BANGKOK, Mar 1 – The race to protect the world’s rhino, elephant and shark populations from the bloody trade in animal body parts will be at the heart of key endangered species talks in Bangkok from Sunday.
In its first meeting since 2010, delegates from the Convention on International Trade in Endangered Species (CITES) will meet to assess levels of protection for animals and plants, as wildlife organisations warn of an increasingly desperate fight against poaching networks.
Rhinos and elephants are already listed as protected species and their international trade is banned, with some exceptions. But poaching has reached alarming levels in recent years, leading to calls for stricter new measures.
Host nation Thailand itself looks set to be at the heart of discussions.
Seen as a hub for traffickers of all endangered species, the kingdom has been singled out for allowing the legal sale of Asian elephant ivory in its territory.
Conservationists say criminals exploit this trade to sell illicit stocks of African ivory – which is practically impossible to differentiate from that of Asian elephants.
The WWF has launched a petition to ban all trade in ivory in the kingdom. It has already received half a million signatures that were presented to Prime Minister Yingluck Shinawatra on Wednesday.
Since coming into force in 1975, CITES has placed some 35,000 species of animal and plants under its protection, tightly controlling and monitoring their international trade.
The 177 countries who have signed up to the convention – and must undertake measures to implement its decisions at home – will be seeking to add certain names to the protected list during the meeting, which ends on March 14.
With poaching continuing to devastate some species, there will also be pressure to find tougher tactics to curb the networks supplying voracious demand from Asia, where wild animal parts are sought as trophies and for their supposed medicinal properties.
Rhinos, which have been on CITES’s Appendix I – denoting species threatened with extinction – since 1977, have suffered from an explosion in poaching in recent years.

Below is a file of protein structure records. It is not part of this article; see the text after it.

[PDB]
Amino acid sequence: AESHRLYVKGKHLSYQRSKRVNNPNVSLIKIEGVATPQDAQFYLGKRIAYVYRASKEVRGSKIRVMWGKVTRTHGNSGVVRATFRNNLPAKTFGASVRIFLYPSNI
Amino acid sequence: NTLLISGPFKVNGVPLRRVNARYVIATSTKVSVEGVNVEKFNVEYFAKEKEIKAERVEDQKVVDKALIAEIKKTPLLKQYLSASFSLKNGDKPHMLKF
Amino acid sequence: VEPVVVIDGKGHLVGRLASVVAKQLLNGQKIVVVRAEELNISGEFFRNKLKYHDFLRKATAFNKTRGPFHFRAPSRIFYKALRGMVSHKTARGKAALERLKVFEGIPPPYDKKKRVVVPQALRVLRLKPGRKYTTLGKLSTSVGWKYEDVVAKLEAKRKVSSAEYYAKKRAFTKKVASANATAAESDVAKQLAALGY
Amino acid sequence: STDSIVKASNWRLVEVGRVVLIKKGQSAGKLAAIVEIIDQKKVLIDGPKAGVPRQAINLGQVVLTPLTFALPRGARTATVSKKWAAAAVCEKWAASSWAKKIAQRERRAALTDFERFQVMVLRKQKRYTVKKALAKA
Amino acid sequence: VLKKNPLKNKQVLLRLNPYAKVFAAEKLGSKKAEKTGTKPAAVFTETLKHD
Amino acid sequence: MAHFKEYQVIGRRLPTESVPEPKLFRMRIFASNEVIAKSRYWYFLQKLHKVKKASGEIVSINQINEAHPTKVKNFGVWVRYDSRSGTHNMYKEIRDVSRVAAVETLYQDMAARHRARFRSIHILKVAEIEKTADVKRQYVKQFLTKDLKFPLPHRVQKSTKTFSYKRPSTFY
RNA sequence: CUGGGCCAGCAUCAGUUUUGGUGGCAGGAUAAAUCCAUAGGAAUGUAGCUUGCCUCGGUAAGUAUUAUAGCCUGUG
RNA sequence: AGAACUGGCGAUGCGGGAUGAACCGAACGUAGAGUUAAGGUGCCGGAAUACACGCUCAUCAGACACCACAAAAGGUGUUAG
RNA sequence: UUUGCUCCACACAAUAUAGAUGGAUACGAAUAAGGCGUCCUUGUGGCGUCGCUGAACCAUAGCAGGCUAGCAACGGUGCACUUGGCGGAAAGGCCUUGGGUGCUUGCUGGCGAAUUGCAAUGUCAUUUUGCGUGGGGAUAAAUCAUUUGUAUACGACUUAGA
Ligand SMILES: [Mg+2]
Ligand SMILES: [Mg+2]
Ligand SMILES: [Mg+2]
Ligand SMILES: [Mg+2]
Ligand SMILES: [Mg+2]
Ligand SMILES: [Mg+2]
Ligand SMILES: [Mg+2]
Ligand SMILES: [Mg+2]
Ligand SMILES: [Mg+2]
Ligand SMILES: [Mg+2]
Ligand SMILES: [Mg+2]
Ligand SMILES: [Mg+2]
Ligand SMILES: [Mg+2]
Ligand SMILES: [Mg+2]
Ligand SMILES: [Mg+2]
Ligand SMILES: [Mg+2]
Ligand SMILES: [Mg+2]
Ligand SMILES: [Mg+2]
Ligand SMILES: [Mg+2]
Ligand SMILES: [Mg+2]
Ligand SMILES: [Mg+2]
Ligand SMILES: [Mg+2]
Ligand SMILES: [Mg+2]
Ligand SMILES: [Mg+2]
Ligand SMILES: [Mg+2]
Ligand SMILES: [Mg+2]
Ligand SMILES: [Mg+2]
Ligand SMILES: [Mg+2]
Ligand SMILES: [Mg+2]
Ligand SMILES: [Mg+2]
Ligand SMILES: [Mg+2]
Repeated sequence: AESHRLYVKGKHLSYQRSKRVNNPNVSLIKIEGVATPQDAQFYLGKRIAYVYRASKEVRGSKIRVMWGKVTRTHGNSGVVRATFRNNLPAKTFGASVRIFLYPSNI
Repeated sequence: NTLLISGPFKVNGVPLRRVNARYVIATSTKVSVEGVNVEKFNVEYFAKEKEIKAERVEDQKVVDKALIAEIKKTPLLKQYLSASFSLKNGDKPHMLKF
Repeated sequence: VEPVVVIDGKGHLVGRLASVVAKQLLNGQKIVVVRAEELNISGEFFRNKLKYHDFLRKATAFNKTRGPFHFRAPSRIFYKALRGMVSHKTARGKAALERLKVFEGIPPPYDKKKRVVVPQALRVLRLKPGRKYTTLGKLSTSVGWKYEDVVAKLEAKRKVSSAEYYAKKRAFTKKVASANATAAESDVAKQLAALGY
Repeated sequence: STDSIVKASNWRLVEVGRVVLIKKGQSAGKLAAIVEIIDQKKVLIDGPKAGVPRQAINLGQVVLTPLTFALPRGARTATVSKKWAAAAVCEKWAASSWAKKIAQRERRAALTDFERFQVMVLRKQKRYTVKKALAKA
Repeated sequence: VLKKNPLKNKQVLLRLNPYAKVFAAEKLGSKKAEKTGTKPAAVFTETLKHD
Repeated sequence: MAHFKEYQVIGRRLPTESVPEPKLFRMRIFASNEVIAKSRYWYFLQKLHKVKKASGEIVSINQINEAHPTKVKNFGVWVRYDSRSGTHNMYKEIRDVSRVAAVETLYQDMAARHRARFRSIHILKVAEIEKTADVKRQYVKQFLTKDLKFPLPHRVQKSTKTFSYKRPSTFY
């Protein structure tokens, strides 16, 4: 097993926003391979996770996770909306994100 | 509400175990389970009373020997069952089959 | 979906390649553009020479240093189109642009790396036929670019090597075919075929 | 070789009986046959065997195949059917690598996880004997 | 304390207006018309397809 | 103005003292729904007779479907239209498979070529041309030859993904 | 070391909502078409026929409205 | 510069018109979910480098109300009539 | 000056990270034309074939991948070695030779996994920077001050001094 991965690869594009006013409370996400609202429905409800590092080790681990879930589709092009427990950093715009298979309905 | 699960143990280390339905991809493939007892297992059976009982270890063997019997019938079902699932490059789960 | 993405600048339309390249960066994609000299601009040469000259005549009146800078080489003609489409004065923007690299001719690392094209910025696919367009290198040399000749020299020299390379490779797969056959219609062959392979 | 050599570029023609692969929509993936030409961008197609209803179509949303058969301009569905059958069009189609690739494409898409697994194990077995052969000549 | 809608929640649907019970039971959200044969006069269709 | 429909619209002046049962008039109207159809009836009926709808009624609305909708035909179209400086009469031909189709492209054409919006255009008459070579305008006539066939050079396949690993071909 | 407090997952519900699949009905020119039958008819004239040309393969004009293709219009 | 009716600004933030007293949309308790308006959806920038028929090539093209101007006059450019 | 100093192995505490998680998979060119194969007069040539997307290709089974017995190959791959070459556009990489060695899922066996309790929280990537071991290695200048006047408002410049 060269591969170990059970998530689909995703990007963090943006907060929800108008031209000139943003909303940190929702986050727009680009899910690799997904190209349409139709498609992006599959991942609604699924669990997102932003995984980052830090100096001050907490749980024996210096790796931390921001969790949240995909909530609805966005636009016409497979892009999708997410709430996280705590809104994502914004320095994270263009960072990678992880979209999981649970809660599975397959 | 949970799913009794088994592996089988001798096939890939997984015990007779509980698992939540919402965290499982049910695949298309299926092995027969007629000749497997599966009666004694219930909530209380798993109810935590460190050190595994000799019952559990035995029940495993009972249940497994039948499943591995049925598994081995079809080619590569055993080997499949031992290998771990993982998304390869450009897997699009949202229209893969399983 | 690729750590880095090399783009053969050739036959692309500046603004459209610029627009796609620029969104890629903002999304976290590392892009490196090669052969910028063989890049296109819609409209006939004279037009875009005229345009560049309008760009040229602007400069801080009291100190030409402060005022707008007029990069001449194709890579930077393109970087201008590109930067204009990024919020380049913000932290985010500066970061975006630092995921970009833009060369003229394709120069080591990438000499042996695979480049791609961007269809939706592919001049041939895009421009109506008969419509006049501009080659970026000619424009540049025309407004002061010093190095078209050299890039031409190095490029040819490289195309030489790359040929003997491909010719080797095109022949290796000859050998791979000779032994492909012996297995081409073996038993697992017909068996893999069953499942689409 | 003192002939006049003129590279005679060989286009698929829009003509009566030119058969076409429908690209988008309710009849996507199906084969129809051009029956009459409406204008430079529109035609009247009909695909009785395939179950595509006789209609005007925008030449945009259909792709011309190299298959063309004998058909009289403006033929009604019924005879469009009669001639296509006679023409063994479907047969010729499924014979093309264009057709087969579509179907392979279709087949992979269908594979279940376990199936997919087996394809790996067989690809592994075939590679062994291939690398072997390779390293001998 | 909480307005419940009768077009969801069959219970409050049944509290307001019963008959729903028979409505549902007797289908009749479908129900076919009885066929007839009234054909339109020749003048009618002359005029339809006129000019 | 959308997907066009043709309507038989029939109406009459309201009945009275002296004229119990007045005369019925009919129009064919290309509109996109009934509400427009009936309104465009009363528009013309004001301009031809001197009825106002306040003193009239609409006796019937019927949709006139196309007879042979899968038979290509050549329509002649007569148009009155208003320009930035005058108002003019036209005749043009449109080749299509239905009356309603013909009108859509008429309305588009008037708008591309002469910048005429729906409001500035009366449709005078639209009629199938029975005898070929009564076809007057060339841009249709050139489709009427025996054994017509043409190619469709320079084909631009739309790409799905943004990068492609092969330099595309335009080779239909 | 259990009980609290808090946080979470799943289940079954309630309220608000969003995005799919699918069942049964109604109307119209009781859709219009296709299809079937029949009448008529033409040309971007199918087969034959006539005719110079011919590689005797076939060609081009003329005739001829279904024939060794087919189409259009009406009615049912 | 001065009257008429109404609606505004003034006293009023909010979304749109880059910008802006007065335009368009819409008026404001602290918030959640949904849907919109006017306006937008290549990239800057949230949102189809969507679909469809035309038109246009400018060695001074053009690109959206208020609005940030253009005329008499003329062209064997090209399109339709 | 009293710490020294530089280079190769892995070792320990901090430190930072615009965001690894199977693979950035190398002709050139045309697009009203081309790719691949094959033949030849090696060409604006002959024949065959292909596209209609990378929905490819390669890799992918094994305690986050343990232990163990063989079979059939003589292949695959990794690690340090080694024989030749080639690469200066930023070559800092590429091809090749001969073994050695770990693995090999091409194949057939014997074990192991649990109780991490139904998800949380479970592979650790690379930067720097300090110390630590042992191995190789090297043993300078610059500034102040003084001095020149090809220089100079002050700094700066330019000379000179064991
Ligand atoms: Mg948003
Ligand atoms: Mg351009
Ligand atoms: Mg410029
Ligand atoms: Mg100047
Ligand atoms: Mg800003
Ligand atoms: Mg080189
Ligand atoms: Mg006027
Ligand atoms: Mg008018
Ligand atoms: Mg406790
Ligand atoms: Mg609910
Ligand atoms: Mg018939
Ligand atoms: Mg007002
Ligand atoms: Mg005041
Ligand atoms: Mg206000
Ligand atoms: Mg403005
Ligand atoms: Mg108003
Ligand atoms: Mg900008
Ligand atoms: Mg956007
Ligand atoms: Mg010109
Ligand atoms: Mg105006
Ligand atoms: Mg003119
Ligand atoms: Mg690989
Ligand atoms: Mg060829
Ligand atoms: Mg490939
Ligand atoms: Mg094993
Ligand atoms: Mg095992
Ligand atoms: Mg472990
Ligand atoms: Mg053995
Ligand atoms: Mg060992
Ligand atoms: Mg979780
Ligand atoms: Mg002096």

Some 668 rhinos were slaughtered in South Africa in 2012 – up from just 13 in 2007.
The trafficking of rhino horn to Asia, where it is prized in traditional medicine, “continues to be one of the most structured criminal activities currently faced by CITES”, according to its secretariat’s report.
In a bid to end the bloodbath, Kenya has proposed a moratorium on the export of trophy horns of white rhinos from South Africa and Swaziland, which are currently exempt under the international embargo.
But the solution is not favoured by some environmentalists.
Trophy hunting brings in much-needed cash and “has actually helped the rhino population recover” as it encourages game reserve owners to maintain rhino numbers, said Richard Thomas, a spokesman for TRAFFIC.
The wildlife monitoring network is calling instead for “a lot of pressure and encouragement” on rhino horn destination countries, particularly Vietnam, seen as the main driver of global demand.
A similar strategy is being used for elephants. In the face of increased poaching, CITES is urging countries to take stronger measures to enforce the ban.
WWF and TRAFFIC have called for sanctions against Nigeria, the Democratic Republic of Congo and Thailand, which it says have flouted the law for years.
A range of sharks – Porbeagle, Oceanic Whitetips and three species of hammerhead sharks – will also be up for discussion at the Bangkok conference, amid growing calls for their inclusion for greater regulation of the shark fin trade.
Similar proposals to protect the sharks – whose fins are prized in Asia – failed in the face of opposition from a group of Asian countries concerned about their fishing industries.
But “it is highly likely that the shark proposals will be adopted this time”, said Susan Lieberman, director of international policy at the Pew Environment Group, adding that all the shark species were “highly vulnerable”.
CITES, which on Sunday celebrates 40 years since its inception in 1973, is also looking to strengthen protection for multiple plant species, including Madagascan ebony and rosewood from a host of countries.